" Being a vegetarian, I didn't like the stuff about the Italian butcher but the rest was great. "

  • 4 out of 54 out of 54 out of 54 out of 54 out of 5 Carol panaro-smith | 11/24/2011

    " loved this book-a real page turner if you're a foodie. "

  • 2 out of 52 out of 52 out of 52 out of 52 out of 5 Melanie | 11/14/2011

    " hubby liked it more than i did -- he liked the meat stuff, i wanted more of the restaurant/kitchen politics. i finished the book rather bored. "

  • 3 out of 53 out of 53 out of 53 out of 53 out of 5 Shelley | 10/22/2011

    " Remind me never to get a job in a kitchen. No surprise as to the stresses involved. I loved the part of the book when he travelled to Italy to learn how to make pasta, and visited the famous butcher in Tuscany. "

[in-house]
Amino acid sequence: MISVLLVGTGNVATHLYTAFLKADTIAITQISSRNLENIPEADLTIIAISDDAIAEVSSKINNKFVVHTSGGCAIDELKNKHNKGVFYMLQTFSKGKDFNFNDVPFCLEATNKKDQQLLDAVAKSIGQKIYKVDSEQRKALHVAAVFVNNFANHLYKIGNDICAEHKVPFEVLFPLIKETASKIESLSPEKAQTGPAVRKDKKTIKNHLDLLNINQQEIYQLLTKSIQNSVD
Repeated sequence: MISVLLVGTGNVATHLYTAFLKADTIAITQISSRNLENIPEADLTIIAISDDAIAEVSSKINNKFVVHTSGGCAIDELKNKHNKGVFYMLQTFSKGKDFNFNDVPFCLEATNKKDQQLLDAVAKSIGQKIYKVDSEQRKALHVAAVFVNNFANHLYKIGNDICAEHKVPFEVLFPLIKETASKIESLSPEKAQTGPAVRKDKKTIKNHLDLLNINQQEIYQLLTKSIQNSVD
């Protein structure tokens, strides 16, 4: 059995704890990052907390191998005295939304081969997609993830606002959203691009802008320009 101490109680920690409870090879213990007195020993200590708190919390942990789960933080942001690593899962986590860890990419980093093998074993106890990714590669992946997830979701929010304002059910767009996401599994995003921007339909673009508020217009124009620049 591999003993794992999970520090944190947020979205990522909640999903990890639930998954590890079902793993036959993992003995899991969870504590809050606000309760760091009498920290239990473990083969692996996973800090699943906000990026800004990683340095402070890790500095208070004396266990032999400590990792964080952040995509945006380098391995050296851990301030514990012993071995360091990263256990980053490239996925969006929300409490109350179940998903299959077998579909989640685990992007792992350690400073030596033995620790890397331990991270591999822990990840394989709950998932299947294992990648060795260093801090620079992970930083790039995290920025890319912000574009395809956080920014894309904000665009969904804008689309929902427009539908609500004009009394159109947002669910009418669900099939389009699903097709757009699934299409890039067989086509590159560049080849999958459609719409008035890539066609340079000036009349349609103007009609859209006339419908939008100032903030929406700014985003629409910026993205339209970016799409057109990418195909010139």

• 4 out of 54 out of 54 out of 54 out of 54 out of 5 Alisa | 6/28/2011

    " I'm on the chapter about ragu. Loving it so far. "

  • 5 out of 55 out of 55 out of 55 out of 55 out of 5 Anne | 6/14/2011

    " loved this book-- recommend it to all my friends who like to cook, travel, appreciate Italy :) "

  • 4 out of 54 out of 54 out of 54 out of 54 out of 5 Judy | 6/12/2011

    " Good book, though it slows down as you go. I still read without reading other books in the interim. I'd highly recommend to anyone who likes food writing. It gave me an incredible desire to eat good pasta. "

  • 4 out of 54 out of 54 out of 54 out of 54 out of 5 Cryselle | 5/7/2011

    " Must be fun to have the sort of life that will accommodate this sort of singleminded experiment in learning to be a chef and REALLY amazing that Mario Batali would help the project along. But it makes my job sound a lot better. "

  • 3 out of 53 out of 53 out of 53 out of 53 out of 5 Carol | 4/26/2011

    " If you are a cook, you'll really appreciate the life of a chef. I love the way it was written and totally get Mario Batali's personality now... "

  • 1 out of 51 out of 51 out of 51 out of 51 out of 5 Deb | 4/18/2011